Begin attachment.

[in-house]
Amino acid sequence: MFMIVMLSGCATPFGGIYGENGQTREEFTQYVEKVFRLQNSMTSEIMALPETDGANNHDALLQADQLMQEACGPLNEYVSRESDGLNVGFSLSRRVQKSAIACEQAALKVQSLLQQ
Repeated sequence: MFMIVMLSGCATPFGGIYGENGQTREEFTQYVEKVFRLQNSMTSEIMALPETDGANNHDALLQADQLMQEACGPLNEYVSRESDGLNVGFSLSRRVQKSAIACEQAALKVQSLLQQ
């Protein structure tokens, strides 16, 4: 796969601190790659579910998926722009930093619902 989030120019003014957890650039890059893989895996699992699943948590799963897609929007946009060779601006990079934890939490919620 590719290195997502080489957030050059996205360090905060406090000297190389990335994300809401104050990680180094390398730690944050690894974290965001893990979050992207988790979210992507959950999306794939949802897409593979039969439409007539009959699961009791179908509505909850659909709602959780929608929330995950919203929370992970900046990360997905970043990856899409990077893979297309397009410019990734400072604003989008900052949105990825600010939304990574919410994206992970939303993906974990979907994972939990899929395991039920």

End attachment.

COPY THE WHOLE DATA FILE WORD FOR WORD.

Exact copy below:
[in-house]
Amino acid sequence: MFMIVMLSGCATPFGGIYGENGQTREEFTQYVEKVFRLQNSMTSEIMALPETDGANNHDALLQADQLMQEACGPLNEYVSRESDGLNVGFSLSRRVQKSAIACEQAALKVQSLLQQ
Repeated sequence: MFMIVMLSGCATPFGGIYGENGQTREEFTQYVEKVFRLQNSMTSEIMALPETDGANNHDALLQADQLMQEACGPLNEYVSRESDGLNVGFSLSRRVQKSAIACEQAALKVQSLLQQ
């Protein structure tokens, strides 16, 4: 796969601190790659579910998926722009930093619902 989030120019003014957890650039890059893989895996699992699943948590799963897609929007946009060779601006990079934890939490919620 590719290195997502080489957030050059996205360090905060406090000297190389990335994300809401104050990680180094390398730690944050690894974290965001893990979050992207988790979210992507959950999306794939949802897409593979039969439409007539009959699961009791179908509505909850659909709602959780929608929330995950919203929370992970900046990360997905970043990856899409990077893979297309397009410019990734400072604003989008900052949105990825600010939304990574919410994206992970939303993906974990979907994972939990899929395991039920």